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Hapkido - Instructions for Kicks, Throws, Forms, etc.
Hapkido is a Korean martial arts focused on punches, kicks, throws and joint locks. Hapkido classes often have some weapons training (i.e. with staffs, canes and swords). Hapkido also emphasizes circular motion, non-resisting movements and control of an opponent. Unlike the Korean martial arts of Taekwondo, Hapkido generally does not use forms & patterns as part of its training.
Elements of Hapkido
According to the Korea Hapkido Federation USA, "Hapkido is a system of unarmed fighting and weapons techniques to defeat both armed and unarmed opponents. Hapkido contains both long and close range fighting techniques, utilizing specialized Hapkido kicks and percussive hand strikes at longer ranges and pressure point strikes, Hapkido joint locks, and or throws at closer fighting distances. Hapkido emphasizes circular motion, breathing techniques, non-resisting movements, and control of the opponent. Hapkido practitioners seek to gain advantage through footwork and body positioning to employ leverage, avoiding the use of strength against strength.
As a Hapkido student advances through their studies at their chosen Hapkido School (dojang), they will learn how to employ and defend against various weapons. Weapons training usually consists of knife training, short stick, walking cane, rope, long staff and sword. Hapkido students are trained to use and defend against these weapons and to also defend against common weapons such are firearms, broken bottles etc…
Hapkido has long been popular with various special operations military and police organizations throughout the world because it provides both lethal and controlling Hapkido techniques so that an individual can employ only the amount of force needed for the situation. In Korea, the Presidential bodyguards and the Seoul Police SWAT Teams all train in Korea Hapkido Federation style Hapkido."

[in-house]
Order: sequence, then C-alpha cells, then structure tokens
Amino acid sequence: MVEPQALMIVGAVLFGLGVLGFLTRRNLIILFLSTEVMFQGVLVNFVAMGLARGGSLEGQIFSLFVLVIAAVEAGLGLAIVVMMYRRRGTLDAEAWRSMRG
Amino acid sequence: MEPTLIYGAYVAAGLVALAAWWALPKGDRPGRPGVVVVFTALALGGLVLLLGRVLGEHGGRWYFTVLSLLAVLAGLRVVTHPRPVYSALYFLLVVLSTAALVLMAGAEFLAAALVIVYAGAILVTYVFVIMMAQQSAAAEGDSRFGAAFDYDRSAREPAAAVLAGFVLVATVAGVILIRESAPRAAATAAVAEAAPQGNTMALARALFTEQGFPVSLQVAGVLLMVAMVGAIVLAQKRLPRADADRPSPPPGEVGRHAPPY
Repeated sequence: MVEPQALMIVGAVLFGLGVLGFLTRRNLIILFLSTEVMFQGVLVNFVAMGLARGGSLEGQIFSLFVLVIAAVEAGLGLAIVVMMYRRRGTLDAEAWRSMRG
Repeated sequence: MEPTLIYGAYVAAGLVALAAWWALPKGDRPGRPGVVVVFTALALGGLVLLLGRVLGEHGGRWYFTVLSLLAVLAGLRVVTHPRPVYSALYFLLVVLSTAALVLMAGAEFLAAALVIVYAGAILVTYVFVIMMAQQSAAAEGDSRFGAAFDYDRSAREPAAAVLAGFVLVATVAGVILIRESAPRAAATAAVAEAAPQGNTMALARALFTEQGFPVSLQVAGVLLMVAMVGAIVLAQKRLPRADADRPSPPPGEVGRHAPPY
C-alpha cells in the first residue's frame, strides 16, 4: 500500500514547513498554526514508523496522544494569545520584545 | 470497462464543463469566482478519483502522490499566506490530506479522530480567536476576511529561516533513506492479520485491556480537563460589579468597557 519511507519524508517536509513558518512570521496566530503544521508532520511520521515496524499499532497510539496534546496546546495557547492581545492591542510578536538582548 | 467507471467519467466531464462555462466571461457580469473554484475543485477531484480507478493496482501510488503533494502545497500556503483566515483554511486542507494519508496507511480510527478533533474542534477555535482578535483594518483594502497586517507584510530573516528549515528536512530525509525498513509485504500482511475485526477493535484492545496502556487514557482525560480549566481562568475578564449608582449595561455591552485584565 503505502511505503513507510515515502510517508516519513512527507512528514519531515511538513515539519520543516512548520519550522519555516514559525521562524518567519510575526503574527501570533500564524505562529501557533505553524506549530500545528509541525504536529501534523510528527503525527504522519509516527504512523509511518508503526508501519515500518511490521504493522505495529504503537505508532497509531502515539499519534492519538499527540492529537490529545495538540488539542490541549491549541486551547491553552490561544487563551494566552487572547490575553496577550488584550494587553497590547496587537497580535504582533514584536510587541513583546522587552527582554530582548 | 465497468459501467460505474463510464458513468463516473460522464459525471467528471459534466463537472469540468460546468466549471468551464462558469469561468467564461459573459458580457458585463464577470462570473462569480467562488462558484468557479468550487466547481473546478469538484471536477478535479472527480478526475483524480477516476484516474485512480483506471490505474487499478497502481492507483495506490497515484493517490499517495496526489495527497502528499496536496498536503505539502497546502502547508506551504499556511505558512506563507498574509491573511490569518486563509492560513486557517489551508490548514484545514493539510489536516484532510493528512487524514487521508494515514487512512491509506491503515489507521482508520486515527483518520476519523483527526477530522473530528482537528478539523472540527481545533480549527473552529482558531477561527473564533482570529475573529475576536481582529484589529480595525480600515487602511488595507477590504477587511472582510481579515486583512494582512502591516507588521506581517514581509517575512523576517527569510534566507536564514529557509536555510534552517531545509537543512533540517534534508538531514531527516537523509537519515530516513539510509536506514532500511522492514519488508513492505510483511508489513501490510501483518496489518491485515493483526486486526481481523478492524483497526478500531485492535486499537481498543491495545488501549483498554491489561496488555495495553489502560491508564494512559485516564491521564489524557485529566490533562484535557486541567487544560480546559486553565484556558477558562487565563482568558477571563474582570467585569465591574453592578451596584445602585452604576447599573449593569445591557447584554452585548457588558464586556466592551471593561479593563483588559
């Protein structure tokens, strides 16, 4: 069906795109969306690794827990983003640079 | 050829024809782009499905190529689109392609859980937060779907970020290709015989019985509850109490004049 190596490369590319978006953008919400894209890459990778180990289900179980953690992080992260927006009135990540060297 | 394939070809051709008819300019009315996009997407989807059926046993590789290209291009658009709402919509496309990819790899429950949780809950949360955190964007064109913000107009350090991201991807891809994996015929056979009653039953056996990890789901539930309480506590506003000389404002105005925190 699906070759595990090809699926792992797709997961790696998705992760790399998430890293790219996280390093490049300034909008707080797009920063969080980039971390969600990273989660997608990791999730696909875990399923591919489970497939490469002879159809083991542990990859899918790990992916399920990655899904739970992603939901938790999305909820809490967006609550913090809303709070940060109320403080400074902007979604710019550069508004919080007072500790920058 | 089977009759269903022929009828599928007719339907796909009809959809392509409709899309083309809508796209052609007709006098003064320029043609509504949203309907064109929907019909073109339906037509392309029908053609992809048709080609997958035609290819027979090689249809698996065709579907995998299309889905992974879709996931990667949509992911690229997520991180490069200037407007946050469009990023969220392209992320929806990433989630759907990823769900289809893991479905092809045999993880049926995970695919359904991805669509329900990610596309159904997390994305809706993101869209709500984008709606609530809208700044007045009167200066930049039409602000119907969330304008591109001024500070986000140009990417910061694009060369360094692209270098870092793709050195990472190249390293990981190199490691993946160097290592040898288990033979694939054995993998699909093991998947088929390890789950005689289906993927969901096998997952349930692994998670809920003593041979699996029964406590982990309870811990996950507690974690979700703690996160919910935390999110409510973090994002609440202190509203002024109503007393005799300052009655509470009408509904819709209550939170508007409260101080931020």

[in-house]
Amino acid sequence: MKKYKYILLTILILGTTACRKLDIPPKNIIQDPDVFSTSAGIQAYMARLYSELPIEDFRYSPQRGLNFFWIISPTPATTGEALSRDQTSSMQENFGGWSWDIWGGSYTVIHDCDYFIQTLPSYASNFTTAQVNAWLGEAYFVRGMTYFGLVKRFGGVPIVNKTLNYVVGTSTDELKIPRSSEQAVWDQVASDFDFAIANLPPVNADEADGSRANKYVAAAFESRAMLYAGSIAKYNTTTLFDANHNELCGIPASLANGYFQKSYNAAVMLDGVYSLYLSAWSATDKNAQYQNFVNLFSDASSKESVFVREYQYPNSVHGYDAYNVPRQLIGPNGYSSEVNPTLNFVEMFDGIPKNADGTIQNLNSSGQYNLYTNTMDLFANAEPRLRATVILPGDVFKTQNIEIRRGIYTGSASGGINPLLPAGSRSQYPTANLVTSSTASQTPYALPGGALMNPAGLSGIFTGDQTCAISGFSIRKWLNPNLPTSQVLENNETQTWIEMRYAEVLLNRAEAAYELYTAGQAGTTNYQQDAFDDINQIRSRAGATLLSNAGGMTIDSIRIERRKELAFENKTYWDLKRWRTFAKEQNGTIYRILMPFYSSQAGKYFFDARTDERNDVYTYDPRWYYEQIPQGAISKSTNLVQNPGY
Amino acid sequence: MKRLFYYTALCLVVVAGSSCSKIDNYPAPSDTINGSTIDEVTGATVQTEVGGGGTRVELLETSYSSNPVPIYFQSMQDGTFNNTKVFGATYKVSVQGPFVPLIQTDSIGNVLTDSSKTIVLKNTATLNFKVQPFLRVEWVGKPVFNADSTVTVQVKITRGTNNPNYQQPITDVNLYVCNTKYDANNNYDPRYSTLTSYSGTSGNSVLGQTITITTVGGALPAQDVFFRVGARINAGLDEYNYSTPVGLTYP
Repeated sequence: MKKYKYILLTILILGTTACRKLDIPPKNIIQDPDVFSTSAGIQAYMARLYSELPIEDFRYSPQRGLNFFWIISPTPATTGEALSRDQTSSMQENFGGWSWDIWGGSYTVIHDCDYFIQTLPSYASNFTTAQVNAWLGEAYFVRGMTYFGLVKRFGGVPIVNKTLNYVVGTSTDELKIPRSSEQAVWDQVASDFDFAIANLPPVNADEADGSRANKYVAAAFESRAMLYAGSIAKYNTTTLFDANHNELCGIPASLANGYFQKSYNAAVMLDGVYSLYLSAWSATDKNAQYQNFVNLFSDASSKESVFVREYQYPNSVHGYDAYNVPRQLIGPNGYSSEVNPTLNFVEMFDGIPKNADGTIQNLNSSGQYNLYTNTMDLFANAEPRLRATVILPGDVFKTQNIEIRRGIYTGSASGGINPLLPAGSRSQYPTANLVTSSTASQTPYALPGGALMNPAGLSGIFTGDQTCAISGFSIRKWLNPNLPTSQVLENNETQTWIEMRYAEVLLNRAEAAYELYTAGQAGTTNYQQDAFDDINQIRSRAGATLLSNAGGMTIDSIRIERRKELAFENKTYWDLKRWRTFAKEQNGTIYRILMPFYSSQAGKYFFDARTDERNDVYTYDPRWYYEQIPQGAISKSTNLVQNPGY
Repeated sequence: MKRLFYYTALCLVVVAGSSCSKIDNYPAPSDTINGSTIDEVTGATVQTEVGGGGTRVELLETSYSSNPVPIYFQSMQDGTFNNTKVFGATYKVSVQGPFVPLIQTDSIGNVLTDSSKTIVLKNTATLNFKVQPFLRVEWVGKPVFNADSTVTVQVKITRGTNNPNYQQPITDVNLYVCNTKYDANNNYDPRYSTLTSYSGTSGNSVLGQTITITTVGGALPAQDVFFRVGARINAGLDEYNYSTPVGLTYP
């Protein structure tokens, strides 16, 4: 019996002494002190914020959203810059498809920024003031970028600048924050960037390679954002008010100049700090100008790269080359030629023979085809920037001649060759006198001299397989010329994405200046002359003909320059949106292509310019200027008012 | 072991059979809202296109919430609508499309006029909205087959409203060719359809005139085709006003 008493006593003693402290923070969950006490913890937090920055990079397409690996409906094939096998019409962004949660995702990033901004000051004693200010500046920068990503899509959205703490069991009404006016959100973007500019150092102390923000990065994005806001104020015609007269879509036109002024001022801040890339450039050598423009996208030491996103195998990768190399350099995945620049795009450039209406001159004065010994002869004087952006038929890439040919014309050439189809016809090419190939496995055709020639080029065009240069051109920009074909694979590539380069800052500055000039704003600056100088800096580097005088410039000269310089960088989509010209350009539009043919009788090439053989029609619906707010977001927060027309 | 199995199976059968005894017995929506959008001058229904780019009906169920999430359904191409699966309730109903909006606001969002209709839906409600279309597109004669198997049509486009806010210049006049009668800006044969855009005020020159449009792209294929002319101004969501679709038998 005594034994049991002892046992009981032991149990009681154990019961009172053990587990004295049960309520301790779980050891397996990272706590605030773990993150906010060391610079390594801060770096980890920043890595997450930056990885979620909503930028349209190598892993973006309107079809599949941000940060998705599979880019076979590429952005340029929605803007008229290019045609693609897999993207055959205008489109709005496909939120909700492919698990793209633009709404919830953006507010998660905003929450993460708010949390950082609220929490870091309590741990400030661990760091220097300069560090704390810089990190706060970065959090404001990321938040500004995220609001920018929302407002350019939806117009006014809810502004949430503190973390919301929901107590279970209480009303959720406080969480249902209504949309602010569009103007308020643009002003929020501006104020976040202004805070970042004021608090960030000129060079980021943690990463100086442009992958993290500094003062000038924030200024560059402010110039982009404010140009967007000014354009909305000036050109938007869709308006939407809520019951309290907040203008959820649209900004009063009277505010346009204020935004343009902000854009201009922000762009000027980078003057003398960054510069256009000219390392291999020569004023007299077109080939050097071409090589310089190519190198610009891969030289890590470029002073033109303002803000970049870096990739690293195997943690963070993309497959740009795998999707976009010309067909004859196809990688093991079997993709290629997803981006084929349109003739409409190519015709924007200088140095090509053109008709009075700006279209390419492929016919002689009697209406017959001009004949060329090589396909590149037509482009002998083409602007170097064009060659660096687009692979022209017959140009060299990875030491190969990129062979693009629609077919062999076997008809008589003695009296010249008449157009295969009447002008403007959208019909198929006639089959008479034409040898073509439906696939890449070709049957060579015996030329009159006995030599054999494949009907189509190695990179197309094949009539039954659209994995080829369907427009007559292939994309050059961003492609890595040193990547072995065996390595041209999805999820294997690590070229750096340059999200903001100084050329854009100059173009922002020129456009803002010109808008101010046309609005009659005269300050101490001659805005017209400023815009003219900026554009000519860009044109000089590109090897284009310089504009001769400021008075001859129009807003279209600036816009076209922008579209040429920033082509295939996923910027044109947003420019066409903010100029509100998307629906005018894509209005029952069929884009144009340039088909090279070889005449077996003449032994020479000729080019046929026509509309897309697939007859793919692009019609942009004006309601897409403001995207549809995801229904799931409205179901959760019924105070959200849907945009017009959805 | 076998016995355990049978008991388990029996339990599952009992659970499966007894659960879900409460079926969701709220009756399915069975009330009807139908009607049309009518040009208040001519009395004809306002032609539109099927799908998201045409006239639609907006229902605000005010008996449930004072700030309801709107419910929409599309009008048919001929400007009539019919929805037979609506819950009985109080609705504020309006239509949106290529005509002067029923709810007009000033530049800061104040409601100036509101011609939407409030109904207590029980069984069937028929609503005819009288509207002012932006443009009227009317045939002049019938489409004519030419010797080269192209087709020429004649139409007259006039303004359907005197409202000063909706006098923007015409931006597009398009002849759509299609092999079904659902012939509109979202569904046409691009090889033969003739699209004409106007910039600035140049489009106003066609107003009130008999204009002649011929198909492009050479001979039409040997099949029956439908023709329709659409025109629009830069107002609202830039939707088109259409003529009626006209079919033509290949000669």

History of Hapkido
According to the World Hapkido Association, Hapikdo was founded by Yong Sool Choi. They state that Yong Sool Choi was born in Korea but raised in Japan where he learned "Daito-Ryu Aikijujutsu, an art which emphasized the use of joint locks, strikes and nerve attacks to neutralize an opponent". After the end of World War 2 and the Japanese occupation of Korea, "Choi decided to return to his homeland of Korea. Choi brought back with him the art Daito-Ryu Aikijujitsu which was the “Yusool” of the Shilla kingdom and long forgotten in his own land. It should also be noted that the “Yusool” of Hapkido that has been developed in Korea after Choi’s return should not be considered as Daito-Ryu anymore. In fact, it is believed that Choi wanted to develop a system that is comparable to modern society as a practical martial art, instead of teaching the original Daito-Ryu which is an ancient battle field system with special consideration of fighting an armored opponent."
Related Martial Arts
There is a spin-off of traditional Hapkido known as Combat Hapkido. This martial arts was started in America by John Pelligrini in 1990. Combat Hapkido adds a greater self-defense and grappling focus to Hapkido training.
Video of Hapkido Techniques
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